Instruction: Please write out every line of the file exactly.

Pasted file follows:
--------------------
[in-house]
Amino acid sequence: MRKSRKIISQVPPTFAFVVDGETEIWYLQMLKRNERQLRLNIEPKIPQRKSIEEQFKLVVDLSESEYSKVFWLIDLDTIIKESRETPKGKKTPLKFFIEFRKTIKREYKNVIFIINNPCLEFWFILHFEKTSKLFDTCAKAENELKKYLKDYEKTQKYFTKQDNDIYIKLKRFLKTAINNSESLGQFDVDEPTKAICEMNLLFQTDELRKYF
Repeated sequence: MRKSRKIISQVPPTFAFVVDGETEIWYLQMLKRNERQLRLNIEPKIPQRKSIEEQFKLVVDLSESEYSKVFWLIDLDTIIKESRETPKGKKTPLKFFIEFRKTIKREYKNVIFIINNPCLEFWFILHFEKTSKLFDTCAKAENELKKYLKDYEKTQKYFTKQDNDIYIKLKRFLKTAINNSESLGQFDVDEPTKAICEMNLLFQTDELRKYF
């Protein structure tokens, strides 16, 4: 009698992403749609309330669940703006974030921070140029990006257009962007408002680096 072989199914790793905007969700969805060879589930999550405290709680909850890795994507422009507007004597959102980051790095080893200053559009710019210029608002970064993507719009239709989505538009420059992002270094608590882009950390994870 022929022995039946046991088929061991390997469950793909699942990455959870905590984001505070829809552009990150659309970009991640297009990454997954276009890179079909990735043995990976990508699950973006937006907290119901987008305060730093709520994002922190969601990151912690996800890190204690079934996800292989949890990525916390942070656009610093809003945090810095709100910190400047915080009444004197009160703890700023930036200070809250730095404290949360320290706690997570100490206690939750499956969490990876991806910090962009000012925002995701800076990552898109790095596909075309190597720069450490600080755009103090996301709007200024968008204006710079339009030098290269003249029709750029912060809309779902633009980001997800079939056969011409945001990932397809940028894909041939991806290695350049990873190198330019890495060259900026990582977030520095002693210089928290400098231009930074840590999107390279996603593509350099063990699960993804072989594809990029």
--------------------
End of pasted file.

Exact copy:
[in-house]
Amino acid sequence: MRKSRKIISQVPPTFAFVVDGETEIWYLQMLKRNERQLRLNIEPKIPQRKSIEEQFKLVVDLSESEYSKVFWLIDLDTIIKESRETPKGKKTPLKFFIEFRKTIKREYKNVIFIINNPCLEFWFILHFEKTSKLFDTCAKAENELKKYLKDYEKTQKYFTKQDNDIYIKLKRFLKTAINNSESLGQFDVDEPTKAICEMNLLFQTDELRKYF
Repeated sequence: MRKSRKIISQVPPTFAFVVDGETEIWYLQMLKRNERQLRLNIEPKIPQRKSIEEQFKLVVDLSESEYSKVFWLIDLDTIIKESRETPKGKKTPLKFFIEFRKTIKREYKNVIFIINNPCLEFWFILHFEKTSKLFDTCAKAENELKKYLKDYEKTQKYFTKQDNDIYIKLKRFLKTAINNSESLGQFDVDEPTKAICEMNLLFQTDELRKYF
């Protein structure tokens, strides 16, 4: 009698992403749609309330669940703006974030921070140029990006257009962007408002680096 072989199914790793905007969700969805060879589930999550405290709680909850890795994507422009507007004597959102980051790095080893200053559009710019210029608002970064993507719009239709989505538009420059992002270094608590882009950390994870 022929022995039946046991088929061991390997469950793909699942990455959870905590984001505070829809552009990150659309970009991640297009990454997954276009890179079909990735043995990976990508699950973006937006907290119901987008305060730093709520994002922190969601990151912690996800890190204690079934996800292989949890990525916390942070656009610093809003945090810095709100910190400047915080009444004197009160703890700023930036200070809250730095404290949360320290706690997570100490206690939750499956969490990876991806910090962009000012925002995701800076990552898109790095596909075309190597720069450490600080755009103090996301709007200024968008204006710079339009030098290269003249029709750029912060809309779902633009980001997800079939056969011409945001990932397809940028894909041939991806290695350049990873190198330019890495060259900026990582977030520095002693210089928290400098231009930074840590999107390279996603593509350099063990699960993804072989594809990029």